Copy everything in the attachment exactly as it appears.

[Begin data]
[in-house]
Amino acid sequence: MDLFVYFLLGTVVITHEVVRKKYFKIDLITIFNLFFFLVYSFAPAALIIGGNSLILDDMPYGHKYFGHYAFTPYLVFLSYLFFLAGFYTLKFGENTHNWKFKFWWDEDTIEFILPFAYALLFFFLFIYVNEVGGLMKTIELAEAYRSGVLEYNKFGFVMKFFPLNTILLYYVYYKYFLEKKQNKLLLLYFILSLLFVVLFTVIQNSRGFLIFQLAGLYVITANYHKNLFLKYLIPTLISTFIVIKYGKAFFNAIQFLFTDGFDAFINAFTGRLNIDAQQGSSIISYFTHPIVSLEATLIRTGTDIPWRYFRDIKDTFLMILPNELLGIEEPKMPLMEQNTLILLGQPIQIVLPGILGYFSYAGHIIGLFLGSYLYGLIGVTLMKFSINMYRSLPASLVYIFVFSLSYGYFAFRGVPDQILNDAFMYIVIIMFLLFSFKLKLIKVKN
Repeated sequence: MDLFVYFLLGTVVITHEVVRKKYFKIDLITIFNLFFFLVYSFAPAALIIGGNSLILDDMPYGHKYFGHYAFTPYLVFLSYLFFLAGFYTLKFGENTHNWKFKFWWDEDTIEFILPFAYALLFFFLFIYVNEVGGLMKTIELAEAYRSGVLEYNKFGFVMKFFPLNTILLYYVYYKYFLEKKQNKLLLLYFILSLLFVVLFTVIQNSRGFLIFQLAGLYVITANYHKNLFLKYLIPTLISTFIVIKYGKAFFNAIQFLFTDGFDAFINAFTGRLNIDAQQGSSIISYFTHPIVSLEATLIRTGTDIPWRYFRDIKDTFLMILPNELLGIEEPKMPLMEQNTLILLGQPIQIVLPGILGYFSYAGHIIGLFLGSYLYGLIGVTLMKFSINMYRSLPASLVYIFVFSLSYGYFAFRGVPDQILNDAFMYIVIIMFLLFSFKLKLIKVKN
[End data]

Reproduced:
[in-house]
Amino acid sequence: MDLFVYFLLGTVVITHEVVRKKYFKIDLITIFNLFFFLVYSFAPAALIIGGNSLILDDMPYGHKYFGHYAFTPYLVFLSYLFFLAGFYTLKFGENTHNWKFKFWWDEDTIEFILPFAYALLFFFLFIYVNEVGGLMKTIELAEAYRSGVLEYNKFGFVMKFFPLNTILLYYVYYKYFLEKKQNKLLLLYFILSLLFVVLFTVIQNSRGFLIFQLAGLYVITANYHKNLFLKYLIPTLISTFIVIKYGKAFFNAIQFLFTDGFDAFINAFTGRLNIDAQQGSSIISYFTHPIVSLEATLIRTGTDIPWRYFRDIKDTFLMILPNELLGIEEPKMPLMEQNTLILLGQPIQIVLPGILGYFSYAGHIIGLFLGSYLYGLIGVTLMKFSINMYRSLPASLVYIFVFSLSYGYFAFRGVPDQILNDAFMYIVIIMFLLFSFKLKLIKVKN
Repeated sequence: MDLFVYFLLGTVVITHEVVRKKYFKIDLITIFNLFFFLVYSFAPAALIIGGNSLILDDMPYGHKYFGHYAFTPYLVFLSYLFFLAGFYTLKFGENTHNWKFKFWWDEDTIEFILPFAYALLFFFLFIYVNEVGGLMKTIELAEAYRSGVLEYNKFGFVMKFFPLNTILLYYVYYKYFLEKKQNKLLLLYFILSLLFVVLFTVIQNSRGFLIFQLAGLYVITANYHKNLFLKYLIPTLISTFIVIKYGKAFFNAIQFLFTDGFDAFINAFTGRLNIDAQQGSSIISYFTHPIVSLEATLIRTGTDIPWRYFRDIKDTFLMILPNELLGIEEPKMPLMEQNTLILLGQPIQIVLPGILGYFSYAGHIIGLFLGSYLYGLIGVTLMKFSINMYRSLPASLVYIFVFSLSYGYFAFRGVPDQILNDAFMYIVIIMFLLFSFKLKLIKVKN